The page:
Fizzy Bubbles in Lagoon No Cause for Concern

The Icelandic Met Office has determined that unusual air bubbles in the Kvíárlón lagoon to the southeast of the Öræfajökull volcano neither pose a health hazard to travellers nor indicate the onset of volcanic activity. Vísir reports that a local landowner contacted the meteorological office after seeing unusual air bubbles in the lagoon that “sounded like a soft drink.”

In a post on its Facebook page, the Met Office explained that employees visited the lagoon on Wednesday with a device that can measure carbon dioxide, hydrogen sulphide, sulphur dioxide, and hydrogen in its environment. Repeated attempts to take measurements of these compounds under the surface of the lagoon, however, returned only trace-amount readings. Based on this, experts agree that the whatever is causing the bubbles in the lagoon does not pose a safety concern for travellers.

Further tests will be run on water samples taken from the lagoon, but the current hypothesis is that carbon dioxide emissions from the volcano are causing the carbonated effect. Such emissions are normal and do not in and of themselves indicate an increase or onset of volcanic activity. Indeed, earthquake and expansionary activity at Öræfajökull has been on the decline this year.

Magma Collecting Under Öræfajökull Volcano

Measurements at Öræfajökull volcano indicate that magma is collecting in a magma chamber under the glacier on top of the volcano, RÚV reports. Earthquakes at the ice-covered Öræfajökull volcano have increased this year, along with the inflation and disforming of the volcano due to the magma collecting in the magma chamber.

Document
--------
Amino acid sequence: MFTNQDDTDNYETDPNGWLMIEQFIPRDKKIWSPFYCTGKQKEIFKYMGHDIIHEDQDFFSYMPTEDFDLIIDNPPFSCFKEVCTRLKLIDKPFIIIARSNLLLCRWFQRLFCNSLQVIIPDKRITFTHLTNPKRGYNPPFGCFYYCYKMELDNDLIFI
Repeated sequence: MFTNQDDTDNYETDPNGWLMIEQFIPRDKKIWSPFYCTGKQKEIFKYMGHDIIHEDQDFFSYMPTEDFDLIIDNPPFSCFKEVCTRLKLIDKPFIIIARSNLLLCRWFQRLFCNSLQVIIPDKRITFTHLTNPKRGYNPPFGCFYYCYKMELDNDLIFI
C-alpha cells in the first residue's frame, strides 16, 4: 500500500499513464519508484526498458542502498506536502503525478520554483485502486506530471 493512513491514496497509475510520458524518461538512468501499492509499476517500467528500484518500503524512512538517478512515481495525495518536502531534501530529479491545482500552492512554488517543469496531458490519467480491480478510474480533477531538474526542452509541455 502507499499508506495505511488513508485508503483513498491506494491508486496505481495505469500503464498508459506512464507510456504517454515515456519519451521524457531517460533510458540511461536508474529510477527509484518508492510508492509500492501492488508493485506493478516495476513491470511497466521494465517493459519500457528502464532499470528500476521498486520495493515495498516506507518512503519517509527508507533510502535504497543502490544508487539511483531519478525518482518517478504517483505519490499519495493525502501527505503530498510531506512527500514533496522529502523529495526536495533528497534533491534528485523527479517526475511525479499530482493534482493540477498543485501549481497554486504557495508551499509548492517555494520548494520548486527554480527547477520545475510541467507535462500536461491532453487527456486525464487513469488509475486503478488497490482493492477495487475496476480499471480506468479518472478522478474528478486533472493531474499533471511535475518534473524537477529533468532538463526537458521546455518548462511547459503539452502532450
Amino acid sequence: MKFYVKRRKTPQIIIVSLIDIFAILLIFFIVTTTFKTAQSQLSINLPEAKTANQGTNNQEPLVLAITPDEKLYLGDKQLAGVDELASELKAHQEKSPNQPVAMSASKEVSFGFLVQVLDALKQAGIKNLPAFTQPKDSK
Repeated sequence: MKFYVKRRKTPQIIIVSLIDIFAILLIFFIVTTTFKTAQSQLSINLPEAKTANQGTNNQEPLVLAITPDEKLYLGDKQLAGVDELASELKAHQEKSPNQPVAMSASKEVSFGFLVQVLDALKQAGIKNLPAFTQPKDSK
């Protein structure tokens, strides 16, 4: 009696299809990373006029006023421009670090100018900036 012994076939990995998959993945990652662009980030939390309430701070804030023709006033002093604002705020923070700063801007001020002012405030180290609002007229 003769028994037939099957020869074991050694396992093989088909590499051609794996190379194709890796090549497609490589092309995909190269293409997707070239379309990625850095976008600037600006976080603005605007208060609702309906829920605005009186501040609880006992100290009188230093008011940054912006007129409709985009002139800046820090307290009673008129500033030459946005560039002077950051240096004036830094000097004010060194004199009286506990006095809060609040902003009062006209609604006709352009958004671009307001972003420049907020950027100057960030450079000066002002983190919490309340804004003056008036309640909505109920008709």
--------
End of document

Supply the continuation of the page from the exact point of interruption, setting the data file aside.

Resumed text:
This was revealed in citizen’s meeting held by the Civil Protection and Emergency Management group of Hornafjörður, which was held in Hofgarður in Öræfi yesterday evening. Kristín Jónsdóttir, group leader of Iceland Meteorological’s Office disaster monitoring, stated that an increased number of earthquakes larger than two on the Richter scale was measured at Öræfajökull compared to last year.

In an interview with RÚV, Kristín revealed that all measurements indicate that Öræfajökull is preparing to erupt. However, a timetable cannot be set at this point in time as it’s impossible to tell how much magma is needed to create the pressure needed for an eruption. The Icelandic Met Office will continue to keep a close eye on developments in the area.

Measurements indicate a clear inflation and deformation of the volcano. Magma is collecting at a depth of just over five kilometres deep. In November 2017, satellite images revealed that the cauldron in the glacier had sunk noticeably. Iceland Review covered that turn of events here. Measurements at that time also showed an increased electroconductivity in Kvíá river, which is derived from minerals found in glacial run-off. Measurements also indicated that geothermal heat in the river had reduced in the last year. The Kvíá river has not been displaying signs of changes in recent times, but will continue to be monitored.

Area of desolation

Authorities have been carefully monitoring the Öræfajökull volcano, which has not erupted for 289 years. Öræfajökull, which can be translated as ‘Wasteland Glacier’, has the highest peak in Iceland – Hvannadalshnjúkur which has an elevation of 2109.6 metres (6,921 feet). Öræfajökull gathers its name from its eruption in 1372, as it was renamed after the eruption which desolated the nearby area. The volcano that was once known as Knappafellsjökull know had the name Öræfajökull. The word ‘öræfi’ is translated as wasteland in Icelandic.

Öræfajökull is within the boundaries of the Vatnajökull National Park. Vatnajökull (Water Glacier) is the largest ice cap in Iceland as it covers around eight percent of the land.